It’s maple season!
“The gift of the sugar maple trees is from a benevolent Providence.”
— Benjamin Rush, in a letter to Thomas Jefferson.
It’s the end of March — and Maple Season is upon us! Below-freezing nights and above-freezing days are needed for sap to flow up and down the maple trees. When this happens, sap can be gathered and boiled into delicious syrup.
Last weekend was the first of our maple weekends — and this weekend is the second. This is the time that most sugarhouses in our region are open to the public. Many give tours. Others serve pancake breakfasts. Still others offer story time. All have lots of maple products to sample and purchase.
In addition to syrup, there is maple sugar, maple butter, maple candy, cotton candy, and maple cream, a buttery spread to put on toast or use as a dip. Commercial products made with syrup include salad dressings, mustards, barbecue and grilling sauces, granola and maple-coated nuts. Maple water, the by-product of making the syrup by osmosis, is a natural beverage, as is maple sap, which has been viewed as a spring tonic in many cultures. Sap is a great base for brewing coffee or beer. With a home soda maker, sap — which contains about 2 percent sugar — can be made into a carbonated beverage. Sap can also replace water in soups, stews, breads and other dishes. Since you can’t buy sap, you must tap your own trees in order to have this available.
With more than 253,000 gallons of syrup made by 1,500 producers, New York State is the world’s fourth largest supplier of maple products after Canada, Vermont and Maine. (New York Agricultural Statistics Service). The 6 northern counties provide about 35 percent of New York’s syrup. Lewis County, in the eastern Adirondack foothills, generates the most with 120 producers. Here in Essex and Franklin counties, we have more than 1200 acres of maple trees divided between 70 commercial producers.
You can find sugar houses near you and the products and activities they offer on the New York State maple website, nysmaple.com. Our local shops sell many maple products, and area restaurants include maple syrup in their menus.
No matter where you choose to go or how you celebrate the stately maple, you will learn how maple sugar is made. There will be plenty of food — pancakes, waffles or French toast topped with syrup, as well as maple candy and baked goods sweetened with maple. Music, crafts, contests and games add to the festive spirit. Activities for all ages and for the whole family include storytellers, puppets, and wagon rides, so come out and enjoy the sweetness of spring. Of course, each sugar shack offers different activities, so check before you go.
At home, you can also cook with maple. Syrup has many uses besides a topping for pancakes, waffles, French toast or ice cream. It is wonderful in cooking and baking; indeed, during the Civil War, it took the place of sugar in the north.
Maple adds wonderful flavor to savory dishes. Use it as a glaze for ham, chicken or pork. It’s great in bean dishes like ragout, baked beans or bean salad. It is good with butter to caramelize vegetables and makes a great glaze for ham and other meats.
From salad dressings to deserts and meat marinades, syrup makes great sauces. And it’s so easy to make your own. Combine maple syrup with Dijon mustard for a delicious, all-purpose glaze for fish, chicken, pork or vegetables. Add garlic or hot pepper if you like more spice.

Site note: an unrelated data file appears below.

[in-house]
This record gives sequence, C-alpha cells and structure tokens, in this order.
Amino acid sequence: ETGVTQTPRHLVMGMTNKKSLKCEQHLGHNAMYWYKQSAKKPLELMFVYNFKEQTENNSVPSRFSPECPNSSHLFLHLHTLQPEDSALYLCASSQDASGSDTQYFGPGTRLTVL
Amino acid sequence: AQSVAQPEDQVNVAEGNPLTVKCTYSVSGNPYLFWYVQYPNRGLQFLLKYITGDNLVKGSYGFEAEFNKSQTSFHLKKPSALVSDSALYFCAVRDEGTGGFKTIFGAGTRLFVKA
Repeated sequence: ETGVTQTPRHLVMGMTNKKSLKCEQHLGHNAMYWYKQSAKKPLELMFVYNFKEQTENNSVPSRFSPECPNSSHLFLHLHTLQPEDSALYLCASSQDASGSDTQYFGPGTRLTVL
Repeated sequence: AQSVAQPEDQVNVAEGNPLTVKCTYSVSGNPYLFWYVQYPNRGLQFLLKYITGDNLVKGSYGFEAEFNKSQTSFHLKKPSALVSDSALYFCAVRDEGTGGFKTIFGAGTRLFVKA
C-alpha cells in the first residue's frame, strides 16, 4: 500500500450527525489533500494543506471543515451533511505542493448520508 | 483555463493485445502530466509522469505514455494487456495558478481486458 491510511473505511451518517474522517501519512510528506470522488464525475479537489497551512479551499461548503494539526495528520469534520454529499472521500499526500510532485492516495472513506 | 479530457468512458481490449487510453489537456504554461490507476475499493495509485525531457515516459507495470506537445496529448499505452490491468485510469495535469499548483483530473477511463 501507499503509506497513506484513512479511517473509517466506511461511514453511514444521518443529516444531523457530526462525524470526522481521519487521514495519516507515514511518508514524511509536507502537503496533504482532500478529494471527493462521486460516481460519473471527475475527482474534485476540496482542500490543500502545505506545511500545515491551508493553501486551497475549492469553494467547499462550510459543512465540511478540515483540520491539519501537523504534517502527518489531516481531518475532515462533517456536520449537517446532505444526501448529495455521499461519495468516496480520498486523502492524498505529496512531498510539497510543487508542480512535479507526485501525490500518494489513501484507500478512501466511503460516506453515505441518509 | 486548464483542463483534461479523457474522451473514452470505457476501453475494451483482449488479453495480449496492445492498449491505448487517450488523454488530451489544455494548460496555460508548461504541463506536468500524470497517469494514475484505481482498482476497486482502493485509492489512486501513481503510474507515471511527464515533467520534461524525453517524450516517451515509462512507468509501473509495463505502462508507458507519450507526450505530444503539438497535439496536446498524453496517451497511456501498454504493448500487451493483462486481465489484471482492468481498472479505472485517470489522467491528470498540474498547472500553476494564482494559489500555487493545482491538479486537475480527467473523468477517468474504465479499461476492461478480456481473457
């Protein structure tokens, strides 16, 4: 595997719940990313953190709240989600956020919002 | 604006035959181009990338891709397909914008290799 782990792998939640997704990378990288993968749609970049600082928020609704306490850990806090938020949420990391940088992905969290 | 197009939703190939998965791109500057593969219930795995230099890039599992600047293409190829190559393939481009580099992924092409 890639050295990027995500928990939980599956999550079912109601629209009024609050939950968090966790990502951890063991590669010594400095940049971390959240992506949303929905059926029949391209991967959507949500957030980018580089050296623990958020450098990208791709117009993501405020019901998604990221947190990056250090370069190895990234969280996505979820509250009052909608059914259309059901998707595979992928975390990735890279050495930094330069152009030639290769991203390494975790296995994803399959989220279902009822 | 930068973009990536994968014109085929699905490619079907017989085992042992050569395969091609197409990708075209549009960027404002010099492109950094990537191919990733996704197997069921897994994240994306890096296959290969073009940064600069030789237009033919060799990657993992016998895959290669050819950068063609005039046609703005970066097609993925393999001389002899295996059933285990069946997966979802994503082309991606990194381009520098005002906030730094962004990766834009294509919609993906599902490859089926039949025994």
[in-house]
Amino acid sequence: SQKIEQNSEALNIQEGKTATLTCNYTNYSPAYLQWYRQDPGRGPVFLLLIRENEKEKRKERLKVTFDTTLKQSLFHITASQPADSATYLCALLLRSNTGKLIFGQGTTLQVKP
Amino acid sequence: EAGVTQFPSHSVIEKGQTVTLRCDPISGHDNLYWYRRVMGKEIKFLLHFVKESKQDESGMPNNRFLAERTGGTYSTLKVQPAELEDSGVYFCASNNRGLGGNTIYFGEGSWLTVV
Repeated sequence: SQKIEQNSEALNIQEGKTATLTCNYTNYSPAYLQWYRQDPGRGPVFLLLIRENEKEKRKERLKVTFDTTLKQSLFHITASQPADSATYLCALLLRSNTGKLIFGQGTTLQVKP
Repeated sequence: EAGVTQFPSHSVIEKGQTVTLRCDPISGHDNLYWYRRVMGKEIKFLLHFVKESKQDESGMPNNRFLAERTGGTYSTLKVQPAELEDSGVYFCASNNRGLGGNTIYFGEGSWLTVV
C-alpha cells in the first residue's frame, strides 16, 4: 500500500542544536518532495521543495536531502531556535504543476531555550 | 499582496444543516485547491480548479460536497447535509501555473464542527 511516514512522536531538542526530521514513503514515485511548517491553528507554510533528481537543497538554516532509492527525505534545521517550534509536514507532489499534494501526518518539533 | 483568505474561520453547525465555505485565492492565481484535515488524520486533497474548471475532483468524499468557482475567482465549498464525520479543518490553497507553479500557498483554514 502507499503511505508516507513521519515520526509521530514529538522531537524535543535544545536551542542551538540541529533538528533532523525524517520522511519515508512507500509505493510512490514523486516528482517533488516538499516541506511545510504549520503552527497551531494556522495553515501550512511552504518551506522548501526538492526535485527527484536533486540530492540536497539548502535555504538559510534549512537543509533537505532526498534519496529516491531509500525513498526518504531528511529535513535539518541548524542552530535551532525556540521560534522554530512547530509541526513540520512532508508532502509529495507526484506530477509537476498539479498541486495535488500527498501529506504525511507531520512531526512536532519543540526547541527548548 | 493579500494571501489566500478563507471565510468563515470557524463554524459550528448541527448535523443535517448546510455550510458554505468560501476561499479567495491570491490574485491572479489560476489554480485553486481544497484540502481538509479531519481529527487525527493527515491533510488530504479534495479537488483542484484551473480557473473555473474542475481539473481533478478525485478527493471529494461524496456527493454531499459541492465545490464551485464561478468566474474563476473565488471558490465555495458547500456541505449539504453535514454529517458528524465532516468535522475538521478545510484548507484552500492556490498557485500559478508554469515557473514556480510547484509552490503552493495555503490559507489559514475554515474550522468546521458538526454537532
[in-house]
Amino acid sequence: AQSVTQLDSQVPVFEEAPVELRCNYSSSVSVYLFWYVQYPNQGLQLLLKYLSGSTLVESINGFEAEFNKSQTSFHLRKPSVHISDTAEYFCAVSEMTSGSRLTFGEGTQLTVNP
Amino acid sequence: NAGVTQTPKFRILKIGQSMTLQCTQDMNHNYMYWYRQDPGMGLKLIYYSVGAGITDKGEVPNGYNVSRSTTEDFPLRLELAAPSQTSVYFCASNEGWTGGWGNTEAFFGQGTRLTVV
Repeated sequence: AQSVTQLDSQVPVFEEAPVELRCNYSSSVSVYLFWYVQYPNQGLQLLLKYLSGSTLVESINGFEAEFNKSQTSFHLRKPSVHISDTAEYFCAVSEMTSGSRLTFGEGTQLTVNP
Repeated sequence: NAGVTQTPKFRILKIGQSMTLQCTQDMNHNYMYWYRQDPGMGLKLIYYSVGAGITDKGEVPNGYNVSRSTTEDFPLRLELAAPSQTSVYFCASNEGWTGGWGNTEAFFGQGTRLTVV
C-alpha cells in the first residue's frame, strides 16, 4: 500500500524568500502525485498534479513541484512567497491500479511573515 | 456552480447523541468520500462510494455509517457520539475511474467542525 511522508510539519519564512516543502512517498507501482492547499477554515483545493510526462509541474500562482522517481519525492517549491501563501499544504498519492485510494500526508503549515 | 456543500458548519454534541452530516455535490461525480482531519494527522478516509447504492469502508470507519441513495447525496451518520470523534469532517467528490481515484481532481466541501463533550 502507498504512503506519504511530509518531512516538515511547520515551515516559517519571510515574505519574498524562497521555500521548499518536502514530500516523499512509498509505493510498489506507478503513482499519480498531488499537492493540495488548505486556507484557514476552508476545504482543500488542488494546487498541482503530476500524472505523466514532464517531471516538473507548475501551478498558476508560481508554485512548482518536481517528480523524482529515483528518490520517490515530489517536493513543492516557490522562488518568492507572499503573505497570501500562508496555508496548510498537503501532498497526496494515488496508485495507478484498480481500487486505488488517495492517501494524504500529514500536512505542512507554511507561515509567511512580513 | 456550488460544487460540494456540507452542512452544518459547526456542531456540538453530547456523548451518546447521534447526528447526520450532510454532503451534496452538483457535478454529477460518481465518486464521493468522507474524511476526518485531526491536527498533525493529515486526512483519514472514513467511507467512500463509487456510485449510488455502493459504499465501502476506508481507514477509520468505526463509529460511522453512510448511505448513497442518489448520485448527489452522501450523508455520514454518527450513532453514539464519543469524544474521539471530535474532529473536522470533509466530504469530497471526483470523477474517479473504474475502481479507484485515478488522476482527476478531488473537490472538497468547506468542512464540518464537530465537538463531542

You can easily substitute syrup for cane sugar in baking by using one and a half cups of syrup for every cup of sugar, and decreasing the liquid the recipe by half. Add a pinch more of baking soda and decrease the oven temperature by 25 degrees. And try it in other desserts, like rice pudding.
A drizzle of maple syrup makes almost any dish irresistible. Here are some mouth-watering recipes to make with this delicious, healthy, golden syrup.
Carrot Salad with Maple Vinaigrette
3 Tablespoons cider vinegar
2 Tablespoons maple syrup
¼ cup extra-virgin olive oil
1 Tablespoon prepared mustard
1/2 teaspoon thyme
1 teaspoon salt
For the salad:
1/2 small head iceberg lettuce (2 cups, shredded)
2 medium carrots (2 cups, shredded)
2 ribs celery (2 cups, sliced thin
6 green onions
1 cup walnuts
Combine vinaigrette ingredients in a jar with a tight fitting lid. Shake well.
Shred lettuce and carrots; thinly slice the celery and green onions. Combine in salad bowl. Shake dressing, pour over and stir well to combine. Set aside for at least an hour, or longer if possible.
Before serving, toast walnuts by spreading on a cookie sheet and toasting in a hot (425) oven for two minutes. Be careful not to burn. Stir walnuts into salad right before serving.
Wholegrain Maple Apple Muffins
1 large apple
1 / 2 cup maple syrup
3 / 4 cup milk
2 Tablespoons melted butter
1/2 cup rolled oats
1 cup whole wheat flour
1/3 cup all-purpose flour
1 Tablespoon baking powder
1 / 2 teaspoon salt
1 large apple
Wash apple. Cut in quarters and core, but do not peel. Chop coarsely. Sprinkle with 1 teaspoon lemon juice and pour over 1/4 cup of maple syrup.
Preheat oven to 350.
In bowl, beat together the egg, remaining syrup, milk, and butter. Stir in the rolled oats.
In another bowl, combine the flours with baking powder and salt. Stir into the batter. Stir in the apples, spoon into prepared muffin tins, and bake about 20 minutes, until golden brown and a toothpick inserted in the center comes out clean.
Author of the award-winning cookbook Garden Gourmet: Fresh & Fabulous Meals from your Garden, CSA or Farmers’ Market, Yvona Fast lives in Lake Clear and has two passions: cooking and writing. She can be reached at www.wordsaremyworld.com, firstname.lastname@example.org or on Facebook as Author Yvona Fast.